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PNS Daily Newscast - April 20, 2018 


The DOJ delivers the Comey memos to Congress. Also on our rundown: More evidence that rent prices are out of reach in many markets; Wisconsin counties brace for sulfide mining; and the Earth Day focus this weekend in North Dakota is on recycling.

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Report Connects Climate Change to Disease in MO Deer

PHOTO: A new National Wildlife Federation report outlines how climate change is affecting big game, making a connection between a bleeding disease and deer in Missouri. Photo credit: U.S. Forest Service
PHOTO: A new National Wildlife Federation report outlines how climate change is affecting big game, making a connection between a bleeding disease and deer in Missouri. Photo credit: U.S. Forest Service
November 14, 2013

KANSAS CITY, Mo. - A history lesson and a warning about the changing climate are part of a new report from the National Wildlife Federation that focuses on big game. It notes that huge investments were made in the 20th century, mostly paid by hunters through taxes, to restore domestic big game species. Today, many of those animals are being affected by severe drought, wildfires and changes in timing of the seasons.

Report author Dr. Doug Inkley, a senior scientist at the NWF, explained that in Missouri, a hemorrhagic disease spread by tiny, biting insects likely hit 10,000 deer last year.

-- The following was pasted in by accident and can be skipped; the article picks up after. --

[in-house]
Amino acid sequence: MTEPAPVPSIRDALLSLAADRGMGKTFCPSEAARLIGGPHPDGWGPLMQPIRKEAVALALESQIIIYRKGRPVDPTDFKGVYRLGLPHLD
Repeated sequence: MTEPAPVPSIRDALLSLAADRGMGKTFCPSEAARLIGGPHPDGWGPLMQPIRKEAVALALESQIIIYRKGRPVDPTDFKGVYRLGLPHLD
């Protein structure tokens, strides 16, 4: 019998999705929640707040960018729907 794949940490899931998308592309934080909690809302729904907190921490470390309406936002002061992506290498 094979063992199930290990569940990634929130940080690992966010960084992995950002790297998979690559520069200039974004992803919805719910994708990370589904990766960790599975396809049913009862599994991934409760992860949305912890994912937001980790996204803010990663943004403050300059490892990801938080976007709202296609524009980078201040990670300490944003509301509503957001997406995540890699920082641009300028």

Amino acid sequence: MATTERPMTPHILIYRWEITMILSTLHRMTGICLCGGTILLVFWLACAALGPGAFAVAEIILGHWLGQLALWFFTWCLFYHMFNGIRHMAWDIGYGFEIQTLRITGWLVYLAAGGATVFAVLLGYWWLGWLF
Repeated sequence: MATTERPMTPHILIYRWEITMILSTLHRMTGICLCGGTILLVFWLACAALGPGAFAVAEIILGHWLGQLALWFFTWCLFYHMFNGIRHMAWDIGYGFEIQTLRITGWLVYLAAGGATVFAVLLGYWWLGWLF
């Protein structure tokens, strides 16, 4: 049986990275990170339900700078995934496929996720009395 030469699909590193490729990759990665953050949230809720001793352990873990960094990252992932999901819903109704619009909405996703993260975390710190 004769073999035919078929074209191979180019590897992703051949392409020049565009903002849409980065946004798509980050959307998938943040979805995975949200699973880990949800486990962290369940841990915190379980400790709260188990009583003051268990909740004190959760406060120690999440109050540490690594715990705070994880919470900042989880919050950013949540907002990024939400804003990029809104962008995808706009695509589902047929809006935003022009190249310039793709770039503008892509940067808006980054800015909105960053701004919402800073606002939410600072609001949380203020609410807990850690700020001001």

"And the reason the proliferation in hot, dry times is because the water sources dry up and so the deer congregate where the no-see-ums are," he said.

The report said that not all big game species are negatively affected by climate change. Bears are resilient and elk may fare better, at least in the short term.

According to Todd Tanner, founder of Conservation Hawks, a hunting and fishing organization, no-can can claim not to see what's happening.

"We have to get our act together. There's literally no time to waste," he warned. "When you're a hunter, when you're someone who spends time on the landscape, this is personal."

The NWF report recommends taking climate change into account for natural resource management, maintaining connections between winter and summer ranges and identifying future habitats for animals as their primary grounds become degraded.

That report, "Nowhere to Run: Big Game Wildlife in a Warming World," is at NWF.org.



Deborah Courson Smith/Deb Courson Smith, Public News Service - MO